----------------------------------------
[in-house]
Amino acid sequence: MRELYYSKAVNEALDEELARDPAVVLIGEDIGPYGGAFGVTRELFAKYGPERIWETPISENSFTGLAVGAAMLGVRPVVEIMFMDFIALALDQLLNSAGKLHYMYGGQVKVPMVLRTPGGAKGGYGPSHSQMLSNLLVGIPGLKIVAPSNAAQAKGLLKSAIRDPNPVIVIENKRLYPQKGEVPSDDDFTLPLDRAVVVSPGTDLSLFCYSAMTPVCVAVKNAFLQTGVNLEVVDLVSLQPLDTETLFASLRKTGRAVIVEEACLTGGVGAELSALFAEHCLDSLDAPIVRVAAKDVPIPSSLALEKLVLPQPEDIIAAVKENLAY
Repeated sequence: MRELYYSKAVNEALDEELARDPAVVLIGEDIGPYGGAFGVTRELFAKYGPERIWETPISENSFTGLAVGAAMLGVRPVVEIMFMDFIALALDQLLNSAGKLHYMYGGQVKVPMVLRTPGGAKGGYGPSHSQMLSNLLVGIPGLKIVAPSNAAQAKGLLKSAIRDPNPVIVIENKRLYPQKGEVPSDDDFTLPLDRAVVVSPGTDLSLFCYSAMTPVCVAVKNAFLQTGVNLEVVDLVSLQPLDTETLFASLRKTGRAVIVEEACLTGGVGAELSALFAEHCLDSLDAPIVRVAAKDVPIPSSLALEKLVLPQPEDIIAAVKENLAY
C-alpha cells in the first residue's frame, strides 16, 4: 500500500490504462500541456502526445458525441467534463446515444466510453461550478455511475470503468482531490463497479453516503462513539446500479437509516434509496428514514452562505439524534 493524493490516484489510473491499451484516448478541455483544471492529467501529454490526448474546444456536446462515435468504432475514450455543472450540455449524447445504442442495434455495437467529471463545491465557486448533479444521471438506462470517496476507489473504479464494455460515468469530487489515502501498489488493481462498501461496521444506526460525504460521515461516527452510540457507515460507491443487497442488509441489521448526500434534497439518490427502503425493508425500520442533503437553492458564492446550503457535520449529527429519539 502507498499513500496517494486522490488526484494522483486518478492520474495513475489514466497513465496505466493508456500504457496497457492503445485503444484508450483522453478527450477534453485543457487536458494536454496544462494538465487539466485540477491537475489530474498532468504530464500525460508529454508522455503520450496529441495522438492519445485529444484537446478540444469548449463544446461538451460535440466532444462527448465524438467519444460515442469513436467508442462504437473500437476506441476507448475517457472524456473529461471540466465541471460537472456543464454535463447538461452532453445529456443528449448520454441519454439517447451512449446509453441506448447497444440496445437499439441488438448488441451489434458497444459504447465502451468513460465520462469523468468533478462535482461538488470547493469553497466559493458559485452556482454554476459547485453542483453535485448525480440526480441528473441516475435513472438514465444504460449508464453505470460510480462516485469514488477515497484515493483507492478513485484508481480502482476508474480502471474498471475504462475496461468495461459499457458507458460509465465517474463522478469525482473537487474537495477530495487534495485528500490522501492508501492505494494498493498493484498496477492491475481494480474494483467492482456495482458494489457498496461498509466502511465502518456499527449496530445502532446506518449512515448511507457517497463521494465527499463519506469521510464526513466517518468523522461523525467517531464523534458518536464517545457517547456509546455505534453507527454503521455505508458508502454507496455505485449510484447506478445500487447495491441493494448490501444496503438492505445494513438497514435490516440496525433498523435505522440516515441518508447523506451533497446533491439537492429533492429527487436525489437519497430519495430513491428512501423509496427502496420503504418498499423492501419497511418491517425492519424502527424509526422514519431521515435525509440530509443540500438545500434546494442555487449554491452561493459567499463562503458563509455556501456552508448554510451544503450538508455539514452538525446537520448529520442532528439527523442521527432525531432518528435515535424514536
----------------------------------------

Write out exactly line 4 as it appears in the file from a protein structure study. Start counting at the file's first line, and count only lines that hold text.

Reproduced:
C-alpha cells in the first residue's frame, strides 16, 4: 500500500490504462500541456502526445458525441467534463446515444466510453461550478455511475470503468482531490463497479453516503462513539446500479437509516434509496428514514452562505439524534 493524493490516484489510473491499451484516448478541455483544471492529467501529454490526448474546444456536446462515435468504432475514450455543472450540455449524447445504442442495434455495437467529471463545491465557486448533479444521471438506462470517496476507489473504479464494455460515468469530487489515502501498489488493481462498501461496521444506526460525504460521515461516527452510540457507515460507491443487497442488509441489521448526500434534497439518490427502503425493508425500520442533503437553492458564492446550503457535520449529527429519539 502507498499513500496517494486522490488526484494522483486518478492520474495513475489514466497513465496505466493508456500504457496497457492503445485503444484508450483522453478527450477534453485543457487536458494536454496544462494538465487539466485540477491537475489530474498532468504530464500525460508529454508522455503520450496529441495522438492519445485529444484537446478540444469548449463544446461538451460535440466532444462527448465524438467519444460515442469513436467508442462504437473500437476506441476507448475517457472524456473529461471540466465541471460537472456543464454535463447538461452532453445529456443528449448520454441519454439517447451512449446509453441506448447497444440496445437499439441488438448488441451489434458497444459504447465502451468513460465520462469523468468533478462535482461538488470547493469553497466559493458559485452556482454554476459547485453542483453535485448525480440526480441528473441516475435513472438514465444504460449508464453505470460510480462516485469514488477515497484515493483507492478513485484508481480502482476508474480502471474498471475504462475496461468495461459499457458507458460509465465517474463522478469525482473537487474537495477530495487534495485528500490522501492508501492505494494498493498493484498496477492491475481494480474494483467492482456495482458494489457498496461498509466502511465502518456499527449496530445502532446506518449512515448511507457517497463521494465527499463519506469521510464526513466517518468523522461523525467517531464523534458518536464517545457517547456509546455505534453507527454503521455505508458508502454507496455505485449510484447506478445500487447495491441493494448490501444496503438492505445494513438497514435490516440496525433498523435505522440516515441518508447523506451533497446533491439537492429533492429527487436525489437519497430519495430513491428512501423509496427502496420503504418498499423492501419497511418491517425492519424502527424509526422514519431521515435525509440530509443540500438545500434546494442555487449554491452561493459567499463562503458563509455556501456552508448554510451544503450538508455539514452538525446537520448529520442532528439527523442521527432525531432518528435515535424514536